GOEL gō’ ĕl (גֹּאֵ֑ל, redeemer). The present active participle of the word which means “to redeem,” “to act as a kinsman,” or “to do the part of the next of kin.”
The term is found frequently in the OT as describing the person who is next of kin and his respective duties.
One of his duties is to buy back what his poor brother has sold and cannot himself regain (
Ruth illustrates the responsibility of the redeemer to purchase land belonging to one deceased who was next of kin; to marry his widow and to raise up children for the deceased (
It is quite appropriate then that the term became applied to God in His relationship to men. As Redeemer He would buy back what the poor sinner sold (his life) and could not regain. God also would avenge the wrong done to believing sinners by His judgment against the devil and sin. Furthermore, like a husband, God would marry the church, His bride. All of these concepts of God are seen in Scripture. They begin in the OT but are fully developed in the New.
Jacob first spoke of God as his Goel from all evil (
Job also expressed intimate knowledge of his Goel, presumably God (
The psalmist calls God his Goel and strength (
The LXX uses several different words to tr. the Heb. גֹּאֵ֑ל. Three of them are λυτρούμενος, ῥυσάμενός, and ἐξαιρουμενός. All are participles in form.
These words appear in the NT quite appropriately in reference to God and esp..
Christ is said to give His life a ransom (λύτρον, G3389) for many (
Peter tells us that we were redeemed (λυτρόω, G3390) not by gold and silver but by the blood of Christ (
Note also the use of ῥύομαι, G4861, and ἐξαιρέω, G1975, (
From the use of this term it is clear that quite early God’s people understood the concept of God as Goel. Christ quite appropriately, in the flesh, did become the Goel who purchased with His blood our lives and who wrought vengeance on our enemy, Satan. He further became our bridegroom and the Church, His bride.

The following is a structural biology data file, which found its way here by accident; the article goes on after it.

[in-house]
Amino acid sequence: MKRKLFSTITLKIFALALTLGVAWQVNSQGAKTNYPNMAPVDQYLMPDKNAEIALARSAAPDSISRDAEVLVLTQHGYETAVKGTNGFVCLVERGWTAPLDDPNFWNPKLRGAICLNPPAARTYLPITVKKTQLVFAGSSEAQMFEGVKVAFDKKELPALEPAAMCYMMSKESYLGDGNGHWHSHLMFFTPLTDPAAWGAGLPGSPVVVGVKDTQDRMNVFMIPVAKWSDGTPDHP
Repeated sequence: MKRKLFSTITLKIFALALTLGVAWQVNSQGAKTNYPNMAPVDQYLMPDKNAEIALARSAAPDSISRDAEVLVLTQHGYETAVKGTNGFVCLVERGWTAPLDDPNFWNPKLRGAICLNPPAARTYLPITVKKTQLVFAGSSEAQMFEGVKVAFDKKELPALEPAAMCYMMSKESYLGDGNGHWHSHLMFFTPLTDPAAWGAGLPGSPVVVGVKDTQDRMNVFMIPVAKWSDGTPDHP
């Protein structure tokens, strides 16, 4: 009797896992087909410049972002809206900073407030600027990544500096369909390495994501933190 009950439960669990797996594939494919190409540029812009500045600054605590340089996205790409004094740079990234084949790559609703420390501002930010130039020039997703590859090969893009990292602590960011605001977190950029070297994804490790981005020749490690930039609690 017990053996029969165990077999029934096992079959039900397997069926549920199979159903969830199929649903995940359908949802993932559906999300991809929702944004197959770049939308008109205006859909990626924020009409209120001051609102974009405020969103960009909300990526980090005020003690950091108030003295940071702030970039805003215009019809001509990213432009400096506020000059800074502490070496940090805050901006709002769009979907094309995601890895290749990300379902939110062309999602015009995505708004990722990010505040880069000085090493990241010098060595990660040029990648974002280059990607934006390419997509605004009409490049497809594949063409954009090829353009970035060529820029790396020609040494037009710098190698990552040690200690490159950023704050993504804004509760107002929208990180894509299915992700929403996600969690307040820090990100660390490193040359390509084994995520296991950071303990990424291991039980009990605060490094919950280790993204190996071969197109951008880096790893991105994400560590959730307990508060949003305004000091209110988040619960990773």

H. Rowley, Theand Modern Study (1951), 221; Oesterley and Robinson, An Introduction to the Books of the Old Testament (1958), 83; W. Eichrodt, Theology of the Old Testament (1961), 309; C. Pfeiffer, and the Bible (1962), 43.
International Standard Bible Encyclopedia (1915)
Goel is the participle of the Hebrew word gal’al ("to deliver," "to redeem") which aside from its common usage is frequently employed in connection with Hebrew law, where it is the technical term applied to a person who as the nearest relative of another is placed under certain obligations to him.
(1) If a Jew because of poverty had been obliged to sell himself to a wealthy "stranger or sojourner," it became the duty of his relatives to redeem him. Compare
(2) The same duty fell upon the nearest kinsman, if his brother, being poor, had been forced to sell some of his property. Compare
(3) It also devolved upon the nearest relative to marry the ú childless widow of his brother (
For the figurative use of Goel ("redeemer") see
Arthur L. Breslich